Accepting A Mental Illness Diagnosis

photo of file cabinet tabs with labels of mental health, psychiatry, anxiety and other related concepts.

Take a moment to think about yourself. Think of all the things that make up your personality, the behaviors that your character is comprised of, the qualities that you’re most proud of and the ones that you’d rather keep a secret. You use these things as a starting point. All of these characteristics are what make you who you are and although life may throw you a curve, at least you’ll always be sure of who you are, right? 

After being diagnosed with a mental illness, it may make you feel less sure of who you are as a person. After all, you’ve spent your entire life trying to get to know yourself and just when you think you’re starting to get the hang of it, you’re being told that some parts of yourself weren’t actually you at all. They were actually imbalanced chemicals in your brain that were manifesting as personality quirks and idiosyncrasies. Now a doctor telling you something that feels like pulling the rug out from under your feet. 

A mental illness diagnosis can feel scary, and even pretty lonely. For some who had suspected that something wasn’t quite right, a diagnosis can mean relief. But for those who hadn’t noticed the symptoms, this can be quite devastating news. Accepting your diagnosis is the first step, and most likely the hardest one. Denial, anger, confusion, fear, and sadness might all precede your acceptance, and that’s okay! All of these feelings can be overwhelming, but it’s so important to remember that there is treatment.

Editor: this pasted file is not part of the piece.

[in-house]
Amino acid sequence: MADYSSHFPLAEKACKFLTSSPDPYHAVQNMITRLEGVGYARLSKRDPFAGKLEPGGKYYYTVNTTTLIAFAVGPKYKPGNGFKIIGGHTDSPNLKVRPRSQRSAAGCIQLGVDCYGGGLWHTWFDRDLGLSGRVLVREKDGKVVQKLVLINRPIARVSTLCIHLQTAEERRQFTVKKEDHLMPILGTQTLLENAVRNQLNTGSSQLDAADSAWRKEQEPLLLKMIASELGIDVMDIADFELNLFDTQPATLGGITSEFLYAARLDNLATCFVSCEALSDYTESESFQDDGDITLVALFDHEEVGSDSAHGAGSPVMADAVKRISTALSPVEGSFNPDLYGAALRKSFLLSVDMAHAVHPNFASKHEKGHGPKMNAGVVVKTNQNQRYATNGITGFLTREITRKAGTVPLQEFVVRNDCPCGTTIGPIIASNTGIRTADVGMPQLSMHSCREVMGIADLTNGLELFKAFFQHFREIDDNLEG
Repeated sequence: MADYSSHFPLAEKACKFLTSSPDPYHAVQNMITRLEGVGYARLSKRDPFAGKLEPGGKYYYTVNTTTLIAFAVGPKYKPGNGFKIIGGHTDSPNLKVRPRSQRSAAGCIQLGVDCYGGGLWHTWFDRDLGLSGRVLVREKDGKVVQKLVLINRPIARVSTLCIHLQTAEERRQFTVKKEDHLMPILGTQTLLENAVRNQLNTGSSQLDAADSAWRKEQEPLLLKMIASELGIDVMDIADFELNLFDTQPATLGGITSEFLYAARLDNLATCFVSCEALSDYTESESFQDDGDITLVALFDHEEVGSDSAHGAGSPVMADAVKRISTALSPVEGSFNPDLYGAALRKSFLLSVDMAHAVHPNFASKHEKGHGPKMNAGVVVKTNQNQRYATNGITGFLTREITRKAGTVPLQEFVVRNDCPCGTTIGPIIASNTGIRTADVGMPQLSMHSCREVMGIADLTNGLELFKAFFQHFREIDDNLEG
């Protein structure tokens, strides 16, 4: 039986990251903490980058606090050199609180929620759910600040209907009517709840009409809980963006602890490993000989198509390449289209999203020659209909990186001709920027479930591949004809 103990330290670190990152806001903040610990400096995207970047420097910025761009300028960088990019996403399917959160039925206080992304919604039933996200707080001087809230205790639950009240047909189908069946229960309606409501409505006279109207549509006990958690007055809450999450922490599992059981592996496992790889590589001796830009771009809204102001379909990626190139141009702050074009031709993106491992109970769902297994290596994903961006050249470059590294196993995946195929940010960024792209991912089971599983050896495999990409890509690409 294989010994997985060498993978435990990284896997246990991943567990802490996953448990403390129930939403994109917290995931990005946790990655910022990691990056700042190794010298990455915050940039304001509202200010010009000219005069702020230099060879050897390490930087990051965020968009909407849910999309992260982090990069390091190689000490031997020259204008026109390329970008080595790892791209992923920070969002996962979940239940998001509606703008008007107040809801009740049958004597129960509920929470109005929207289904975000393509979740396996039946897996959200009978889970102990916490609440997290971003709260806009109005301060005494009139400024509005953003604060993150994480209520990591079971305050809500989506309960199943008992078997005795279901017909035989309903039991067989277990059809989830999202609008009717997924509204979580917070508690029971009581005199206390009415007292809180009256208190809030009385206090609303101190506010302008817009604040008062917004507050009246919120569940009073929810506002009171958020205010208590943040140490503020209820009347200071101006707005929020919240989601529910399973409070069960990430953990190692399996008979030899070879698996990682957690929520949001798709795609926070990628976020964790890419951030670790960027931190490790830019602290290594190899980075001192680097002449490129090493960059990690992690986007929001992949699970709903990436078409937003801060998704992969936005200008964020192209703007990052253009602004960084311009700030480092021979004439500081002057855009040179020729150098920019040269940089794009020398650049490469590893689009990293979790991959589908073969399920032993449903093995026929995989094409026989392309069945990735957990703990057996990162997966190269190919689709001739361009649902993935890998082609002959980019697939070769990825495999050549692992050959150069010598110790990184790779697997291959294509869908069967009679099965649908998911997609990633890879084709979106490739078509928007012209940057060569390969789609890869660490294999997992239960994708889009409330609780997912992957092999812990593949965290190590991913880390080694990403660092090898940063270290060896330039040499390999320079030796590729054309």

Stigma Makes It More Difficult

Because of the stigma surrounding mental illness, many people will start to believe that their illness is a flaw or worry about how others might perceive them if they choose to share their diagnosis. It’s key to your recovery to remember that your mental illness does not define you. You often hear people say, “I am bipolar” or “I am depressed,” but this is reinforcing the idea that you are defined by your illness. You are not your mental illness. You are a unique individual with thoughts and ideas and feelings who may just happen to have bipolar disorder or have depression, and that is totally okay. You are still you, and mental illness can’t take that away from you. 

Almost 19 percent of the population in the United States suffers from a mental illness. That is roughly 43 million Americans who are fighting for recovery and against the stigma. It is a serious issue that needs to be addressed and accepted. Diagnosis is the first step down a sometimes very difficult path towards recovery, but it is often the bravest step of all. Don’t see being diagnosed as losing a part of yourself. See it as a chance to gain a better understanding of yourself and others.